In order to improve my bottom Zones in which I’ll be racing, I need to continue working on raising the ceiling with speed work and hill repeats but ‘lab times’ don’t take into account back-to-back weekend long runs and weekly volume well over 100k. As my volume builds leading up to a race, it can be difficult to achieve the turn-over required to hit those specific Zone 3 and Zone 5 targets at the track.
This is why periodization seems to be so important, not only for planning around a racing schedule but also in trying to maximize the benefits of different types of training throughout a season in macrocycles. I learned this lesson last month when I started ramping up my volume a little early against my coach’s better judgement.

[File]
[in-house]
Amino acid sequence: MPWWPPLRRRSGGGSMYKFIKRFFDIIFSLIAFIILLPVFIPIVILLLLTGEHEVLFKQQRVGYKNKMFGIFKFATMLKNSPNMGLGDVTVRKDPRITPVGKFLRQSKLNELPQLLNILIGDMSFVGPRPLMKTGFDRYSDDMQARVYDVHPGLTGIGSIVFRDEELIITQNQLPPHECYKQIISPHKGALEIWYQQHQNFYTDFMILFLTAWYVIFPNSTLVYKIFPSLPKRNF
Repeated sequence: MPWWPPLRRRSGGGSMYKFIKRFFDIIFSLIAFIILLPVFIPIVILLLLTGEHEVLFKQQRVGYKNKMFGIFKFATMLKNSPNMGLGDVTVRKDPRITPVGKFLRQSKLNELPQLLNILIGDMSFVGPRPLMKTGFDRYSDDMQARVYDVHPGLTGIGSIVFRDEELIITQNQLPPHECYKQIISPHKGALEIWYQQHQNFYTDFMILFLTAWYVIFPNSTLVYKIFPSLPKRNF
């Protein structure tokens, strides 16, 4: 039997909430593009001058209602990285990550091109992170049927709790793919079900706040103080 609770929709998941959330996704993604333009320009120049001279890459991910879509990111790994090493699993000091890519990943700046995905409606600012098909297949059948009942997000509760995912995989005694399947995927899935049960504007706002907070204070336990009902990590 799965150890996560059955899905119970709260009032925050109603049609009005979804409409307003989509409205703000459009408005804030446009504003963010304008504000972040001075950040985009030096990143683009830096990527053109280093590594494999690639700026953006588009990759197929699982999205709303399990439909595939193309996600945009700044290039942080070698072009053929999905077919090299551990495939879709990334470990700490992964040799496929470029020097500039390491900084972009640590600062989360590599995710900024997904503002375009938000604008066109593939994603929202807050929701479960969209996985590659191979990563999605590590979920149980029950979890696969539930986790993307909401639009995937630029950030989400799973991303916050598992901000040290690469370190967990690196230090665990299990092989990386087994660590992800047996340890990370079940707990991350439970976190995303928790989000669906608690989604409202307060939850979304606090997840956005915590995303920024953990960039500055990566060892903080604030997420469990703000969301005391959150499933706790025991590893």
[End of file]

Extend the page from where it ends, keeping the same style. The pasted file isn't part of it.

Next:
Since keeping it in check, I’ve been able to perform much better on the track and am now gradually bringing it up again as I prepare for my first key race at Diez Vistas in April. In this way I hope to not only run much farther this year and run my first 100 miler but to get faster and do better in a few shorter trail races as well.
If you’re interested in learning more about the Peak Centre’s speed work clinics as well as their analysis services, check out the video below (which I happened to have produced for them).
What’s your experience? Do you think speed work is important for ultra runners? Tell me about your own experience in the comments below!